Citizens Clamor for Action From County on Tainted Creek Water

Mark Gibson holds bottle of tainted water from Indian Creek

Franklin County Commissioners say they will wait to hear from agents with the Georgia Environmental Protection Division and the Department of Natural Resources before moving forward with any attempt to stop a bio fuel plant from operation.

On Saturday, run off coming from the GRP Franklin Renewable Energy plant at 3465 Highway 198 in Carnesville ran into the creek, killing the fish and producing a stench.

John Maddox, State On-Scene Coordinator with the EPD’s Emergency Response Program, told WLHR News Monday that after a complaint was filed Saturday, he sent Franklin County EMA Director Lyndon Burgess to investigate.

Maddox said that Burgess found employees at the plant were using what he called water cannons to put out fires inside huge piles of decaying wood chips.

Maddox He said the amount of water they used was so great it overflowed the plant’s retention ponds causing contaminated water to flow into Indian Creek.

On Tuesday, WLHR News spoke with Kevin Chambers, Communications program manager for the EPD along with Jim Cooley, District Manager for the Mountains Region District.

Cooley said the DNR has a fisheries biologist taking samples at Indian Creek and they are working with GRP to put out the fires in the wood chip piles.

Monday night’s Franklin County Commission meeting was again packed with irate citizens living near the plant who now say not only is Indian Creek contaminated, but their well water is also likely tainted.

Sheila Baker lives on Culpepper Road and told the Board Indian Creek runs through her property.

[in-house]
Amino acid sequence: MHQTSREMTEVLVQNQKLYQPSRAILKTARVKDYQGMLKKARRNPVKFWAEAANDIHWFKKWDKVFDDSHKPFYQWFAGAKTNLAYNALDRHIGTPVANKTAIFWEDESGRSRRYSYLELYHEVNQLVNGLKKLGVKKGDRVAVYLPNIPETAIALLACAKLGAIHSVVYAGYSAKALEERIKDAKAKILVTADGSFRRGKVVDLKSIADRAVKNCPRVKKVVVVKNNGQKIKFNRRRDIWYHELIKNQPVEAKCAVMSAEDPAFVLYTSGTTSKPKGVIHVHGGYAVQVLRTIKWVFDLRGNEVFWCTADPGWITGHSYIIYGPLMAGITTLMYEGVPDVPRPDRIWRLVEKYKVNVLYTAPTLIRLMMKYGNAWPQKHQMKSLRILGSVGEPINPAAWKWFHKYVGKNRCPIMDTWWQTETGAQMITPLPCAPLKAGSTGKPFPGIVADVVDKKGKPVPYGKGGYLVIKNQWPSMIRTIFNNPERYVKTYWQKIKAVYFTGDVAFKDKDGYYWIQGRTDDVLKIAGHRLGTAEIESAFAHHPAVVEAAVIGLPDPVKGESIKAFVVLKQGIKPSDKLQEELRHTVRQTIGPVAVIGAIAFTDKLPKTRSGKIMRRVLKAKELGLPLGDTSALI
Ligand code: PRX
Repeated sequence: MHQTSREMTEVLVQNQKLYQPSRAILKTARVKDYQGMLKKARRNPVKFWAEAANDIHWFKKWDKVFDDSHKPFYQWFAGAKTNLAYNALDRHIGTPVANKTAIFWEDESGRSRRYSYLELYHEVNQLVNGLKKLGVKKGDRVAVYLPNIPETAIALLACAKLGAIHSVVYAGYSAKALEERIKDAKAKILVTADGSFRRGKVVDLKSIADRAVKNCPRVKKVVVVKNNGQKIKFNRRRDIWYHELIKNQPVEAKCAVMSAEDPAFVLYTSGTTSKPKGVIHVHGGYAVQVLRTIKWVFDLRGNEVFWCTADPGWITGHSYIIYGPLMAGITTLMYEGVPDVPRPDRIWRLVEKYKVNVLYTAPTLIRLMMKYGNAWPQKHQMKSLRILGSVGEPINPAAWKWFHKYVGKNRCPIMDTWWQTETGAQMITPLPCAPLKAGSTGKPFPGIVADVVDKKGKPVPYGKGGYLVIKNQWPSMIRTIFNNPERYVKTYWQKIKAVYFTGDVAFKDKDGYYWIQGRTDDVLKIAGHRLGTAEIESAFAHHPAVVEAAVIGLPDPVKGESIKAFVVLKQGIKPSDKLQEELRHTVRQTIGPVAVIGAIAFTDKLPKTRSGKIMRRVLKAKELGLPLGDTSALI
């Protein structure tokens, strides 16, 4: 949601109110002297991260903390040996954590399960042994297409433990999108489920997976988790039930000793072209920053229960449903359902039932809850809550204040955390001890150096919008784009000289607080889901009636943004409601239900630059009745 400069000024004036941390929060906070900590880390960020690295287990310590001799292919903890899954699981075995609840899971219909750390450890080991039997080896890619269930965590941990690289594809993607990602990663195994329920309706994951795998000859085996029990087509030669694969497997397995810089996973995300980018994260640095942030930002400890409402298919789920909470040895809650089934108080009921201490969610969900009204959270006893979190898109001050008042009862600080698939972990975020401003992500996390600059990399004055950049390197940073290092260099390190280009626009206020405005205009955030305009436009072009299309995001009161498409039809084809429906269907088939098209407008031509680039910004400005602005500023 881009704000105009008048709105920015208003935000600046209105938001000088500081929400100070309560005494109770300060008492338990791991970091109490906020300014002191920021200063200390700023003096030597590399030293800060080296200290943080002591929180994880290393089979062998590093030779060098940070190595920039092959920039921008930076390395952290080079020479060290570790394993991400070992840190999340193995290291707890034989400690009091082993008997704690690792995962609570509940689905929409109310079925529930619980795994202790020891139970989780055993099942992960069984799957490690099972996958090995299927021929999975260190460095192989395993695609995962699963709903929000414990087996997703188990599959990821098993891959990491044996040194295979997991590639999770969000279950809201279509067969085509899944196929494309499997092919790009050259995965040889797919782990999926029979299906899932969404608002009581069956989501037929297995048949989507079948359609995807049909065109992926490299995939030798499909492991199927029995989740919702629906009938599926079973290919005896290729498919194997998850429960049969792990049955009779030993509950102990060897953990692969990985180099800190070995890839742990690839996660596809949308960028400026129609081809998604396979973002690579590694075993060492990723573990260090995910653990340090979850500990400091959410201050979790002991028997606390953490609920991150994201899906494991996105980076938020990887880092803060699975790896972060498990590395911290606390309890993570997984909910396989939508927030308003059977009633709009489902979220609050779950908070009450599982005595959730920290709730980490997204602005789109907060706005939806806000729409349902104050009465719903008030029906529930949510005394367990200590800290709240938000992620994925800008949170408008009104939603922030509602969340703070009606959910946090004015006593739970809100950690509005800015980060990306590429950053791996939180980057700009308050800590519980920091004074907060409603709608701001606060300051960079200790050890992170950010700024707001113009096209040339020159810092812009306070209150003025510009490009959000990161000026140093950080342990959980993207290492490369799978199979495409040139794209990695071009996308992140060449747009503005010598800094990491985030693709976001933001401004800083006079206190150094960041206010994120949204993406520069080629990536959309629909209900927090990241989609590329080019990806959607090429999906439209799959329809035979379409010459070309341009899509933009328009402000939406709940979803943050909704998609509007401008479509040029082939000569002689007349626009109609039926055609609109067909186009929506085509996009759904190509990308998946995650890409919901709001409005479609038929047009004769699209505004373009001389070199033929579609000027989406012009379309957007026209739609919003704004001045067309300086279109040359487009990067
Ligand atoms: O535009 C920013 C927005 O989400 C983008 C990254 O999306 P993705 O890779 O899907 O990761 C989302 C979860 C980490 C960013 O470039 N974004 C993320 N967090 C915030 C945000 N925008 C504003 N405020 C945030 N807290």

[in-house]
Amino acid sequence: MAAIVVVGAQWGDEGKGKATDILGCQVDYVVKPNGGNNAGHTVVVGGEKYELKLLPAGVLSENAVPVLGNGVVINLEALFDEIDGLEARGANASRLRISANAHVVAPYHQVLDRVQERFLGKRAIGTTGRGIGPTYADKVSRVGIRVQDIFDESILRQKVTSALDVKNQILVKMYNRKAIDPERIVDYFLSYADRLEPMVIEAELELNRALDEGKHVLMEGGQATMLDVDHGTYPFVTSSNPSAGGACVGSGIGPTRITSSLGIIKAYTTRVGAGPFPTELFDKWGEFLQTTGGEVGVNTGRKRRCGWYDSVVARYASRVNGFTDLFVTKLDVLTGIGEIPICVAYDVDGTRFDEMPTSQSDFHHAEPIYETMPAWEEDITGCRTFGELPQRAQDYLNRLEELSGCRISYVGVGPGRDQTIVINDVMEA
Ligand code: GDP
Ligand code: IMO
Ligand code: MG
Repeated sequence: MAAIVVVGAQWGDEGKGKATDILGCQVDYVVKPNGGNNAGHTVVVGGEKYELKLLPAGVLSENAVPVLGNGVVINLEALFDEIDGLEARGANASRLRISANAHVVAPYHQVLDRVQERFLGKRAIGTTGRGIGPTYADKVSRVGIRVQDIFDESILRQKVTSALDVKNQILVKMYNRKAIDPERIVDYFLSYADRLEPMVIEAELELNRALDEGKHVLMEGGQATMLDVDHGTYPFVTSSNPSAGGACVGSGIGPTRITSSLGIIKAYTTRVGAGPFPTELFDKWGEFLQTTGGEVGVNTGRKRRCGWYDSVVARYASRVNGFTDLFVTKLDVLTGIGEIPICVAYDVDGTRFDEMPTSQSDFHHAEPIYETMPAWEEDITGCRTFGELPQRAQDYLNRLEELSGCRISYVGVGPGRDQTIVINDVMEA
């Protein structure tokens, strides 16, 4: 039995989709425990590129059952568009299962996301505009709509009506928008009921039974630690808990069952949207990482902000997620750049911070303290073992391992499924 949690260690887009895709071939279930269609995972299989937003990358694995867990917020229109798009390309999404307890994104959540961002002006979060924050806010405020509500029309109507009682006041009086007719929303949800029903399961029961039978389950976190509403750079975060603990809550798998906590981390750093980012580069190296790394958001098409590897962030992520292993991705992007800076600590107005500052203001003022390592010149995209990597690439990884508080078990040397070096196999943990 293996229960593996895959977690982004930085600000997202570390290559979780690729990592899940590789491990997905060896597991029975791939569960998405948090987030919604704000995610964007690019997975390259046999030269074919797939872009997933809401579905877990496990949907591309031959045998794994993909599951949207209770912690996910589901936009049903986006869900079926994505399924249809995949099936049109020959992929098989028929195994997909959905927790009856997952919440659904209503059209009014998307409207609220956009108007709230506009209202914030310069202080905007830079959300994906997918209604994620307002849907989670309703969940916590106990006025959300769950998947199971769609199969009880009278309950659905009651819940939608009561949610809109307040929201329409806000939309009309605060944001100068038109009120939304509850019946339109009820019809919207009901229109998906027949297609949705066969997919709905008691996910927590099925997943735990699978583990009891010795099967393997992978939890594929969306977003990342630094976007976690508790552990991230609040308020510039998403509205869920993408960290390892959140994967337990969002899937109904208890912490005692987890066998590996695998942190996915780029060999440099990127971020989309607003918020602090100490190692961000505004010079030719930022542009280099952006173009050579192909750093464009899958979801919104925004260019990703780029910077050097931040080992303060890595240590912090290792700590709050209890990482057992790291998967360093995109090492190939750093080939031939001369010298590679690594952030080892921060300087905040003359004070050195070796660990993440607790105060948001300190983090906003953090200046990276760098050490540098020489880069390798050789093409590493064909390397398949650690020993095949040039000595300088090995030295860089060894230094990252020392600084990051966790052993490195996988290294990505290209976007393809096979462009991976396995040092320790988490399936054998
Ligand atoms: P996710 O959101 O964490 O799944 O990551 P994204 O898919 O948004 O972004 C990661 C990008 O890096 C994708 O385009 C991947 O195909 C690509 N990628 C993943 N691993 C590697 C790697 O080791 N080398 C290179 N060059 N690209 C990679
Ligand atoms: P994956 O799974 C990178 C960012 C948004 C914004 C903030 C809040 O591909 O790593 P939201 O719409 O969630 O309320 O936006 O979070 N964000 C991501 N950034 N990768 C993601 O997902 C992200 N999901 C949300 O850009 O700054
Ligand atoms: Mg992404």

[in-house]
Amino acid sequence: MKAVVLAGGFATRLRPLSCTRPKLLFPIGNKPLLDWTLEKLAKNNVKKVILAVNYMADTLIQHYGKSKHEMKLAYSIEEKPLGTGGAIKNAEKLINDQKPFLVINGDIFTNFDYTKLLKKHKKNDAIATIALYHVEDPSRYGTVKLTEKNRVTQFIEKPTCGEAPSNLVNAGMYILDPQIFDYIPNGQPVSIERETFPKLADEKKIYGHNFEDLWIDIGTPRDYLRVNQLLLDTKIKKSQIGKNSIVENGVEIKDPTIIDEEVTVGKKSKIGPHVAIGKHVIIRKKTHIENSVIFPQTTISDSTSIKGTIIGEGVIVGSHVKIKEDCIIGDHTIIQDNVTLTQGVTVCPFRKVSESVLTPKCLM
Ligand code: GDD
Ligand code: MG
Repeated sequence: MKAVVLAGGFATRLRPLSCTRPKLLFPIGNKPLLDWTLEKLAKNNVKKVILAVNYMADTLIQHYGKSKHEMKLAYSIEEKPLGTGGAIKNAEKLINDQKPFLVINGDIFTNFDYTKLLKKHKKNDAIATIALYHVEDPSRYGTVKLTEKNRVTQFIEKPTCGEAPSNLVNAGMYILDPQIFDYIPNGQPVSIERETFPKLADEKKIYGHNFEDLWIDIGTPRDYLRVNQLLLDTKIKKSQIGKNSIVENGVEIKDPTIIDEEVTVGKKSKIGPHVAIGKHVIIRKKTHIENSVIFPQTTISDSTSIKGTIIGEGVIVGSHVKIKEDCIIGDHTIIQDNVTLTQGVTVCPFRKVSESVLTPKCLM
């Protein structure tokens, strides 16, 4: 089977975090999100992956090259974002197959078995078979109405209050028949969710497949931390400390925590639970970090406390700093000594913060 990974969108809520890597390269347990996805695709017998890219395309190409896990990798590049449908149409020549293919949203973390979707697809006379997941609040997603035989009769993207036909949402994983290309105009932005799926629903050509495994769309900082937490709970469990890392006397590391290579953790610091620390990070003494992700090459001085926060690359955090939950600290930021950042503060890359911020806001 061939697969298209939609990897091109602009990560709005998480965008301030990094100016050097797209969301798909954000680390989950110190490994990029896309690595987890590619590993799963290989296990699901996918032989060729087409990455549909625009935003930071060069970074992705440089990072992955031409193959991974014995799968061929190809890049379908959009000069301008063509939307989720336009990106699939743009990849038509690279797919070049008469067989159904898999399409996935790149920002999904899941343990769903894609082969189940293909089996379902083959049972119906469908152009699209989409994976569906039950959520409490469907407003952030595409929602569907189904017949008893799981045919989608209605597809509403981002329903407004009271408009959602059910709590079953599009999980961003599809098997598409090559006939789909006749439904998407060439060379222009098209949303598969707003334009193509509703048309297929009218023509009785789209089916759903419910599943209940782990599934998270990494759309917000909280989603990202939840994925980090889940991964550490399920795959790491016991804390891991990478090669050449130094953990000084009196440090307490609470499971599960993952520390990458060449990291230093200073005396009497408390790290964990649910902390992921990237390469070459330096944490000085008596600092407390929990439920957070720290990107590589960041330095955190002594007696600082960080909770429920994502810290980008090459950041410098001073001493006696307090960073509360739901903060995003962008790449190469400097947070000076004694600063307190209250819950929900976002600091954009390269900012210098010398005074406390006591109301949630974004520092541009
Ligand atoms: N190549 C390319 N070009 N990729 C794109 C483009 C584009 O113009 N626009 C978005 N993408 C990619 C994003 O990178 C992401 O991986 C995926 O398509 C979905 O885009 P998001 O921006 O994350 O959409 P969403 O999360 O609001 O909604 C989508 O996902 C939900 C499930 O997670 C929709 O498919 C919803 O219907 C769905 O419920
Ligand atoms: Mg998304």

Baker questioned whether the County ever did any background checks on the company before approving their operation.

“My question to the Board is that when they applied to put that plant in, did you have anybody investigate the two companies that run that plant; had they ever had EPD/EPA violations, had they ever been sued or had formal complaints brought against them ….because we were told they would just be burning wood chips and now they’re burning creosoted railroad ties,” Baker asked.

Mark Gibson brought a jar filled with water from Indian Creek after the contamination.

The water had a yellowish brown tint with a black substance floating on top.

Gibson said Maddox told him Saturday that GRP has been cited for environmental violations in the past at other plants they operate.

“This facility does have EPD discharge permits for clean water discharge and clean air discharge,” Gibson said. “This is not clean water discharge to start with. He says that the EPD has issued an administrative order at this facility for water quality violations. So, this is not the first time this company has polluted our environment, according to the EPD Director.”

Gibson said he cows used to drink out of Indian Creek but won’t now because of the polluted water.

Ken Davis also lives on Culpepper Road and said he now fears his well water will become tainted because of the run-off.

“It’s just a string of frustrations. We count on you guys to be our voice. We have noise issues, we have soot on everything and now the creek has been poisoned. I don’t have cows that drink out of the creek, but I have grandchildren who drink out of our well. And I don’t how I’ll ever have confidence that I can drink the water again. My water is darker than yours. The creek where I am is much darker than that,” Davis said.

Others attending threatened to stop paying their property taxes and find an attorney to get an injunction to stop the GRP plant from operating.

Commissioners Eddie West and Jason Macomson said they were very troubled by the alleged environmental hazards and told the citizens they will continue to look into the county’s options after they get the reports from the EPD and the DNR.